Halfway through the ceremony, my head started aching and I moved towards the shade just a few meters away from where ten or so young men were digging the grave. I looked at them, searched their faces but saw no emotion. They are the village gravediggers. They are used to digging graves and lowering caskets into the pits. They are used to the sound of soil hitting the coffin. They are used to the choked cries of women as their sons descend to the earth. They show no emotion. The cries and the pleading of distressed mothers do not move them. They have to dig and bury even an only son. They have to do their jobs, even when they know that they are burying a generation, a hope, an entire name.
After talking about the hundred thousand shillings from the government, and about naming a foot path after the deceased boy, they moved the body toward the grave and he was hurriedly buried. Two or three women fainted. A tear escaped my eyes. Soon there were lots of wailing as one shovelful after another hit the wooden box. Coldness descended over the crowd. A chapter had been closed. A generation had been buried; a family name would be forgotten.
The clouds had gathered in a few minutes and soon there were torrents of rain falling as the boys filled the hole with soil. We who value our hairs had to rush to the house, the house he had been born in, but only lived for a quarter of his life. I sat close to the door and watched as the rain fell without care, marking his first day in the grave. I thought of all the days when it would rain with him lying underneath. I thought of all the nights when doors will be closed, leaving him there. I thought of witches rumoured to prowl these lands under the cover of darkness, and wondered if they truly unbury dead people. I wondered whether they would dig up Sam and do whatever it is witches do with dead bodies. I thought of him, his dreams, and his life. The curtain of his life had been drawn into a close. He was gone to the land of no return, he had gone where his mother had gone so many years before.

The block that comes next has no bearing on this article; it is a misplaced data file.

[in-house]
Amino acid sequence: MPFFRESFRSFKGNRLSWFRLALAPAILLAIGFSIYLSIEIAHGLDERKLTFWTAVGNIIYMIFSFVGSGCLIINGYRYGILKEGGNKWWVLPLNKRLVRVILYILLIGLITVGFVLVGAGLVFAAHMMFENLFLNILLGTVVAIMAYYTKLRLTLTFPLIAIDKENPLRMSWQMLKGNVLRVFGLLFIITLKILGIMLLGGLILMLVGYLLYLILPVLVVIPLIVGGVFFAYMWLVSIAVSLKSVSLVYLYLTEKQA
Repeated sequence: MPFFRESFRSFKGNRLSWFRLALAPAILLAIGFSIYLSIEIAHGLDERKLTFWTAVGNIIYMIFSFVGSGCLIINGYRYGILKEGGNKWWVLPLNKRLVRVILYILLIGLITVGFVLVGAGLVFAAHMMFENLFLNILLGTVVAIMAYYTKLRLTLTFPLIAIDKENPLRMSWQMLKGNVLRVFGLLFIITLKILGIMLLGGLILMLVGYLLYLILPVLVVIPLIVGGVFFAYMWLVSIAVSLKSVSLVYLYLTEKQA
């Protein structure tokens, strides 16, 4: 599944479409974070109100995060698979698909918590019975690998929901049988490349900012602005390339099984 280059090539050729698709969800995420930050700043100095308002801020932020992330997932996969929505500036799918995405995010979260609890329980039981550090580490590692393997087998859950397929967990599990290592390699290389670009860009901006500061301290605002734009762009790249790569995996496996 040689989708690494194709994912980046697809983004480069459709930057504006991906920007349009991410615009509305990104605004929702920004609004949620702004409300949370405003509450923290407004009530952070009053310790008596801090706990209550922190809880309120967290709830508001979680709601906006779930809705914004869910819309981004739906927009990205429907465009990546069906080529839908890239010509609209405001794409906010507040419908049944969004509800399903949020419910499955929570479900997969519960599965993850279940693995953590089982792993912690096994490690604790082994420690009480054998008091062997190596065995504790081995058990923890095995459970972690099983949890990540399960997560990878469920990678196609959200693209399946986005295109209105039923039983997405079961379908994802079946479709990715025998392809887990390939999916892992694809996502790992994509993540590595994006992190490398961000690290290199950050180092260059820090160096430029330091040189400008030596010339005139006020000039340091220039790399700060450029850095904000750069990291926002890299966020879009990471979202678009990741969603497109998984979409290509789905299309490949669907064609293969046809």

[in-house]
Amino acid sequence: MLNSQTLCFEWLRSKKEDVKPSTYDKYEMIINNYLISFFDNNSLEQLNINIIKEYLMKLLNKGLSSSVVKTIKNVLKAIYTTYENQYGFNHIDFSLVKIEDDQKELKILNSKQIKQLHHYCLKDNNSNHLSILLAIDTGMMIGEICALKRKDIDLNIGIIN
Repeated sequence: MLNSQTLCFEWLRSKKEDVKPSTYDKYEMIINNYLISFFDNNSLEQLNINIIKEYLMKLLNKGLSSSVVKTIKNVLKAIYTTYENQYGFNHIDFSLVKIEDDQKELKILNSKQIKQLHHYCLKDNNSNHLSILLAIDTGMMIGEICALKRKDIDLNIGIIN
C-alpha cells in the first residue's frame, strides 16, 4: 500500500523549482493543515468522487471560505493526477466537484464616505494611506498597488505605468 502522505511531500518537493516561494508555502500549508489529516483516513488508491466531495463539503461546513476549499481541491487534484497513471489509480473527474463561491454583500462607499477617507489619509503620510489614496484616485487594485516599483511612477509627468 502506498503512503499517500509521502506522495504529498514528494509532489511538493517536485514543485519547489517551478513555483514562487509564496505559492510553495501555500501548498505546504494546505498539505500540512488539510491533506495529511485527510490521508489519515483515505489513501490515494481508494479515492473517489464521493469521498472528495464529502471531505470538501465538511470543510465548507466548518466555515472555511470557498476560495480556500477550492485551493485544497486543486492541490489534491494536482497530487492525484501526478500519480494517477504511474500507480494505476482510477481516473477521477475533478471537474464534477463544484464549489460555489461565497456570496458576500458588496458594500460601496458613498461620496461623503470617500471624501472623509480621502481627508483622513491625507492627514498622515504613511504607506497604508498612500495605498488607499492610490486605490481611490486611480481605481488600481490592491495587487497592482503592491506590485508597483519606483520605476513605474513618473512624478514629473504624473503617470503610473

The heavens did not leak for long. I looked around the house. There were three folding chairs, a table and three large sufurias. In one of the sufurias, there was rice, the kind that looks like ugali. Two other sufurias were empty. In one corner, stood a blue jerry can. There were two other rooms, one was locked. This is where he had spent his early life, in a three roomed mud house. He had visited last during the December holidays, three months prior to his death. Anyone could tell that Sam had plans with this house. The walls were freshly smeared, and outside, a new pit latrine loomed large. When he visited in Dec, Sam had planted maize. He would never eat the maize. He would never again sweep outside their house. He was gone. Just like his mother and father and grandparents and his uncles. He had left behind the small piece of shamba, his only inheritance from his parents. He had lived and died in struggle. No one else could hear his story from his own mouth; this is where his struggle would end, in his third year at the Garissa University.He would not live on to become the teacher he was being trained to be.
That is where it all ended for him, three sixty five days ago.